I had lunch with a writer friend of mine recently. We were talking about the projects that we’re working on, and the challenges we’re facing, when the conversation turned to GoodReads. My friend told me that she’s been using GoodReads to see where other writers have pissed off their readers.
To which I said: “say more.”
And she did. It’s freaking brilliant.
Determine Your Comps
First, she said, she made a list of comparable novels (“comps”). Her WIP has some specific, historical elements that she feels a little nervous about writing, so she chose comps that specifically address the same or similar elements.
For instance, say you’re working on a story about vampires (and I’m totally making this up – my friend’s story is NOT about vampires). You might add Twilight to your list. Maybe. If you’re writing a book about vampires, you probably know more about the topic than I do, and can probably name more than one book. So do that. Make the list as long as you can.
Do Some Sleuthing on GoodReads
Go to goodreads.com and type in the name of one of your comps. Then, where the website lists the star ratings for the book, click to view the one-star reviews and dig in.
What did people hate about the book? Was there something that haters consistently complained about? Once you feel like you’ve got a sense for the gripes people had, switch to the four- and five-star reviews and see if any of those complaints pop up among readers who loved the book.
For instance, you might find a hater complaining that the story didn’t have enough details to make the lineage of the vampires believable. Then you might find someone who gave the story four stars, but dinged it because they didn’t totally understand the history of the vampires. That my friend, is a trend.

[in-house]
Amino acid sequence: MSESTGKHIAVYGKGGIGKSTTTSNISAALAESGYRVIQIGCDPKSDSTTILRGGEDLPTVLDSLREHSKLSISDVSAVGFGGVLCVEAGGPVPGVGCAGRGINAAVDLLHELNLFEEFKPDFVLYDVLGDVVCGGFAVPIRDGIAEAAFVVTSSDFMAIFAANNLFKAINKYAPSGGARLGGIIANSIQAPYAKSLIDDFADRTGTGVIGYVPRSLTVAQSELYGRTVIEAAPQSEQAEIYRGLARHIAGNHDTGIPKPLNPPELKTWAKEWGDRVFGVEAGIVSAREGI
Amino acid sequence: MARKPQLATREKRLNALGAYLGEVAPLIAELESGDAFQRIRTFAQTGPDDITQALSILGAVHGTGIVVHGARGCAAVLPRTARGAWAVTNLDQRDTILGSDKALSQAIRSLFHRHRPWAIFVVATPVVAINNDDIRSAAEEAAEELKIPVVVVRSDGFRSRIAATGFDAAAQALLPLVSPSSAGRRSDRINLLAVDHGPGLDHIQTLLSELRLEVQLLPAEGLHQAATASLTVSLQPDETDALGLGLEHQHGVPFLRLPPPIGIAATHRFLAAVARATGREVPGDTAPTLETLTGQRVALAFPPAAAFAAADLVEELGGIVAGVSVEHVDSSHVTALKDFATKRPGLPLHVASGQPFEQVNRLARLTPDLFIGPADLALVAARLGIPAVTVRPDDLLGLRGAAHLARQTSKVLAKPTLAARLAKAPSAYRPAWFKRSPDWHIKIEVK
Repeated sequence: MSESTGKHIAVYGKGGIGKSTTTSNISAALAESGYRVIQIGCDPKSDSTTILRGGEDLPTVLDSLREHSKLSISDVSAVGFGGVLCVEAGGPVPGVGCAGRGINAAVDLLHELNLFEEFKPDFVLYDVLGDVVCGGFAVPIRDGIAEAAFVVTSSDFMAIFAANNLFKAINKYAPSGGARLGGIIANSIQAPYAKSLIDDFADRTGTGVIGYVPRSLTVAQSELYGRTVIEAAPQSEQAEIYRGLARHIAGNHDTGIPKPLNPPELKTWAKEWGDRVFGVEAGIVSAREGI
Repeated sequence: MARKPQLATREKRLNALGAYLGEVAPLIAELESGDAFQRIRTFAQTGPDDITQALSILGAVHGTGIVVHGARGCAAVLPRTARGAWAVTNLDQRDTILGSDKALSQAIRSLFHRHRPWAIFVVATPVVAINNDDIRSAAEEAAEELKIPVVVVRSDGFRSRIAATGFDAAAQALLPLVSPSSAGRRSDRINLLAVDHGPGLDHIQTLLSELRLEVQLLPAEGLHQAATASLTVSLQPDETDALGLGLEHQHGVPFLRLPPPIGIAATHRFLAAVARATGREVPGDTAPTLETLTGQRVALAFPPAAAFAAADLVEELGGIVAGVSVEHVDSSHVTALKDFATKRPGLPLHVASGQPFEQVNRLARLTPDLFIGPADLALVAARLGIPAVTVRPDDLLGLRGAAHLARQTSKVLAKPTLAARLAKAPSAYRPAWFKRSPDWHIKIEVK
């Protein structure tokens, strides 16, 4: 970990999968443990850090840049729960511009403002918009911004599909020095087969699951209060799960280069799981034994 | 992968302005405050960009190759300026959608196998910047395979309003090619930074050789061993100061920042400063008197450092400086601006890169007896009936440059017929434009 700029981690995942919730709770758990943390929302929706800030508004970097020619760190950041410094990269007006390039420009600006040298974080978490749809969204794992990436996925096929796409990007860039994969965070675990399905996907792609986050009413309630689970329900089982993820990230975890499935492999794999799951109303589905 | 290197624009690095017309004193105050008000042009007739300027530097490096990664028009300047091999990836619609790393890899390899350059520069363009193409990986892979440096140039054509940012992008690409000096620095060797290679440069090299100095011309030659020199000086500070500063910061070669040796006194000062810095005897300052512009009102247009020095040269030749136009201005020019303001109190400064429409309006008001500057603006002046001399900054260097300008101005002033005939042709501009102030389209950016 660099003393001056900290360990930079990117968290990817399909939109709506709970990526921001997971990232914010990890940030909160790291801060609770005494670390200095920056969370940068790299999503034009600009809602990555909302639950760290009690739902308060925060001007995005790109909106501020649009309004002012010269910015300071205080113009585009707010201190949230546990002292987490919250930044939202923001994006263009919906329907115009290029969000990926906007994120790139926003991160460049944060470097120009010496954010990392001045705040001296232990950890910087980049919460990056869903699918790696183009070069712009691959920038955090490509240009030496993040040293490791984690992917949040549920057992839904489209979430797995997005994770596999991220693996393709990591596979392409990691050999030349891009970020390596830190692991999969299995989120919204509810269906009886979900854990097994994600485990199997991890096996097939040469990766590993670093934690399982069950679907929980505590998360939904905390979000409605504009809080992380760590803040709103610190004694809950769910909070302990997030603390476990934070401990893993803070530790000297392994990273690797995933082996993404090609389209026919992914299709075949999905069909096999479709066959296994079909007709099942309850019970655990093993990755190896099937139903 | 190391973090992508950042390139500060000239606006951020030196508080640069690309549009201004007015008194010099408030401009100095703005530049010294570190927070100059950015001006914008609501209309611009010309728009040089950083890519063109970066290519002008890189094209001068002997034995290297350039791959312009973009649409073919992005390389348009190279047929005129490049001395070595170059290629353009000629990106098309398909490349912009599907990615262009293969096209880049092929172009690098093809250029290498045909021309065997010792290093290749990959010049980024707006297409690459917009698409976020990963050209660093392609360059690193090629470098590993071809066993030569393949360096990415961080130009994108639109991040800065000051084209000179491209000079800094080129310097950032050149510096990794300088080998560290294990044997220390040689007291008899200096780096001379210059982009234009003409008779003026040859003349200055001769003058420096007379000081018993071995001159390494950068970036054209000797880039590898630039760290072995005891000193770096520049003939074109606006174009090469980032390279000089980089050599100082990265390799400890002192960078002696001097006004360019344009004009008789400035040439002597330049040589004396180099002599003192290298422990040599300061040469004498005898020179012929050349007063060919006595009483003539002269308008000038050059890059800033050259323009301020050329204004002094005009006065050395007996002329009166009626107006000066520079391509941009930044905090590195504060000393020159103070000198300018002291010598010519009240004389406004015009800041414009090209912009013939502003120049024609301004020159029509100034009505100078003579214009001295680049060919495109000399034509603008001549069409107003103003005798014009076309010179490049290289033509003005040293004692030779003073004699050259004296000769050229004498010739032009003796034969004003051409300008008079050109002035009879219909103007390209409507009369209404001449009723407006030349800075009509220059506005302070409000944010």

As a writer, you would be smart to take note that readers really need to understand the extended background/history of your vampires.
A Word of Warning
Opinions are like assholes though, right? Everybody’s got one. This little trick my friend was telling me about can go south REAL quick if you get sucked into trying to write something everybody will like. You can’t do it. Writing is art. There is not a single piece of art in the world that everyone agrees on. Let it go.
Do not read “sparkling vampires are lame,” and then decide that your vampires can’t sparkle. If your vision for vampires includes sparkles, you go on with your bad self and make them sparkle. (Except, that’s not a good example, because everyone will know you stole that detail from Stephenie Meyer.)
POINT IS – don’t let other people’s opinions shape your story. Instead, consider that we can all learn from other people’s mistakes. Even if we can’t sit down with our favorite authors for a one-on-one coaching sessions, we might be able to glean, through the feedback of readers, where a story fell a little flat, then turn that knowledge to our own writing and see if we can do better.
Good luck and happy writing!